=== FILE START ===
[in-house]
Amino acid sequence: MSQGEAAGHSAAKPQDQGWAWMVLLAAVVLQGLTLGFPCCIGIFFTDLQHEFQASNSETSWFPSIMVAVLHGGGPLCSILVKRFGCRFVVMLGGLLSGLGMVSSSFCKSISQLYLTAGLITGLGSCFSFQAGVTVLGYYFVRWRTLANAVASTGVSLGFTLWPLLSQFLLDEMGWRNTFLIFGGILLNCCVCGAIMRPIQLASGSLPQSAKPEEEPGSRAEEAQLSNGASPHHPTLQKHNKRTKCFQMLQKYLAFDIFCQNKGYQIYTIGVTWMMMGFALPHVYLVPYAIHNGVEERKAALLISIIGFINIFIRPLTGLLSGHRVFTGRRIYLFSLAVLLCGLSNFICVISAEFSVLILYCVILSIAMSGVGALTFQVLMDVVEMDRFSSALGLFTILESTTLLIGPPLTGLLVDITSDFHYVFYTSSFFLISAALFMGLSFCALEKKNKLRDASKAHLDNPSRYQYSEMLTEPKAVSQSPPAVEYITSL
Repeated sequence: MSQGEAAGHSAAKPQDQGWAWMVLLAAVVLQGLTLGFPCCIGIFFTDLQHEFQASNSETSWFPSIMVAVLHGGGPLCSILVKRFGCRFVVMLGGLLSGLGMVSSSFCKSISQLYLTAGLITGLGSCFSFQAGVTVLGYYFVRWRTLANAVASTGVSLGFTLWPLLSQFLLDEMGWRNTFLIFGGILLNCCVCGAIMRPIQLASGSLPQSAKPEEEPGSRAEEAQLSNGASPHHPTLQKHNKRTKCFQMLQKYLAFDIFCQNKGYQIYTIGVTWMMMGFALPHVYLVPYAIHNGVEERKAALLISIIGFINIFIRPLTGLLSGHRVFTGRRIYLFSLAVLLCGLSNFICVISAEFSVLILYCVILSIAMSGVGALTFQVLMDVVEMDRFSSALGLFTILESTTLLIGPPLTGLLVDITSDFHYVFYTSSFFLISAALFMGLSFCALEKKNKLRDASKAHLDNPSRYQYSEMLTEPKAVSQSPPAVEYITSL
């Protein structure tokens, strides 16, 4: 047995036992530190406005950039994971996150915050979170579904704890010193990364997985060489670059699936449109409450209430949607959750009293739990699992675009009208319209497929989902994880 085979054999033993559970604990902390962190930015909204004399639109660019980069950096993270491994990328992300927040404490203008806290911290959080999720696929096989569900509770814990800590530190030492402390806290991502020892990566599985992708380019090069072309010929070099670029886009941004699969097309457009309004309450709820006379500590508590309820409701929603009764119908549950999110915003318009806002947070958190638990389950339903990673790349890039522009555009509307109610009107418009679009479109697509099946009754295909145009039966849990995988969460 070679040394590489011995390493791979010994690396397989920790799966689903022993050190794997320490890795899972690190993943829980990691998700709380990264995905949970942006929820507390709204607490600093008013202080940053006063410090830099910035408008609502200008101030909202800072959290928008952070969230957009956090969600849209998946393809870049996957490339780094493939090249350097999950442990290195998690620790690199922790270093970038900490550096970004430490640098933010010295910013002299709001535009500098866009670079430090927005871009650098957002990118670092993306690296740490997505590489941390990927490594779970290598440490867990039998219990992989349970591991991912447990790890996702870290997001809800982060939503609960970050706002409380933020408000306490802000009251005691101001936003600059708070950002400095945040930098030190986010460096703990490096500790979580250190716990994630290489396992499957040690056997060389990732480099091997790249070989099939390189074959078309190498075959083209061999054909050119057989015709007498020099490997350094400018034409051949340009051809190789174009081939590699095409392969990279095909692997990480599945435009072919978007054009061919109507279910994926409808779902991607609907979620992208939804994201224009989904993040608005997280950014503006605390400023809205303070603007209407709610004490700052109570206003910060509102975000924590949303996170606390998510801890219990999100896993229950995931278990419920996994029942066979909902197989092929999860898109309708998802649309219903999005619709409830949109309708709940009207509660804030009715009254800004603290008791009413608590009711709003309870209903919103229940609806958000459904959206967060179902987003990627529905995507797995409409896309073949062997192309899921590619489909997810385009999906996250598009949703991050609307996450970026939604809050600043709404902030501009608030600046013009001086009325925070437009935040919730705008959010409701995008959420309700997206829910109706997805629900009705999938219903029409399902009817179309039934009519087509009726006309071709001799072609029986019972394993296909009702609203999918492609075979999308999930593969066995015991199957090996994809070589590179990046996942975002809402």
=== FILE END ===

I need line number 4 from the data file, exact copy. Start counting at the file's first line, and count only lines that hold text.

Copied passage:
């Protein structure tokens, strides 16, 4: 047995036992530190406005950039994971996150915050979170579904704890010193990364997985060489670059699936449109409450209430949607959750009293739990699992675009009208319209497929989902994880 085979054999033993559970604990902390962190930015909204004399639109660019980069950096993270491994990328992300927040404490203008806290911290959080999720696929096989569900509770814990800590530190030492402390806290991502020892990566599985992708380019090069072309010929070099670029886009941004699969097309457009309004309450709820006379500590508590309820409701929603009764119908549950999110915003318009806002947070958190638990389950339903990673790349890039522009555009509307109610009107418009679009479109697509099946009754295909145009039966849990995988969460 070679040394590489011995390493791979010994690396397989920790799966689903022993050190794997320490890795899972690190993943829980990691998700709380990264995905949970942006929820507390709204607490600093008013202080940053006063410090830099910035408008609502200008101030909202800072959290928008952070969230957009956090969600849209998946393809870049996957490339780094493939090249350097999950442990290195998690620790690199922790270093970038900490550096970004430490640098933010010295910013002299709001535009500098866009670079430090927005871009650098957002990118670092993306690296740490997505590489941390990927490594779970290598440490867990039998219990992989349970591991991912447990790890996702870290997001809800982060939503609960970050706002409380933020408000306490802000009251005691101001936003600059708070950002400095945040930098030190986010460096703990490096500790979580250190716990994630290489396992499957040690056997060389990732480099091997790249070989099939390189074959078309190498075959083209061999054909050119057989015709007498020099490997350094400018034409051949340009051809190789174009081939590699095409392969990279095909692997990480599945435009072919978007054009061919109507279910994926409808779902991607609907979620992208939804994201224009989904993040608005997280950014503006605390400023809205303070603007209407709610004490700052109570206003910060509102975000924590949303996170606390998510801890219990999100896993229950995931278990419920996994029942066979909902197989092929999860898109309708998802649309219903999005619709409830949109309708709940009207509660804030009715009254800004603290008791009413608590009711709003309870209903919103229940609806958000459904959206967060179902987003990627529905995507797995409409896309073949062997192309899921590619489909997810385009999906996250598009949703991050609307996450970026939604809050600043709404902030501009608030600046013009001086009325925070437009935040919730705008959010409701995008959420309700997206829910109706997805629900009705999938219903029409399902009817179309039934009519087509009726006309071709001799072609029986019972394993296909009702609203999918492609075979999308999930593969066995015991199957090996994809070589590179990046996942975002809402």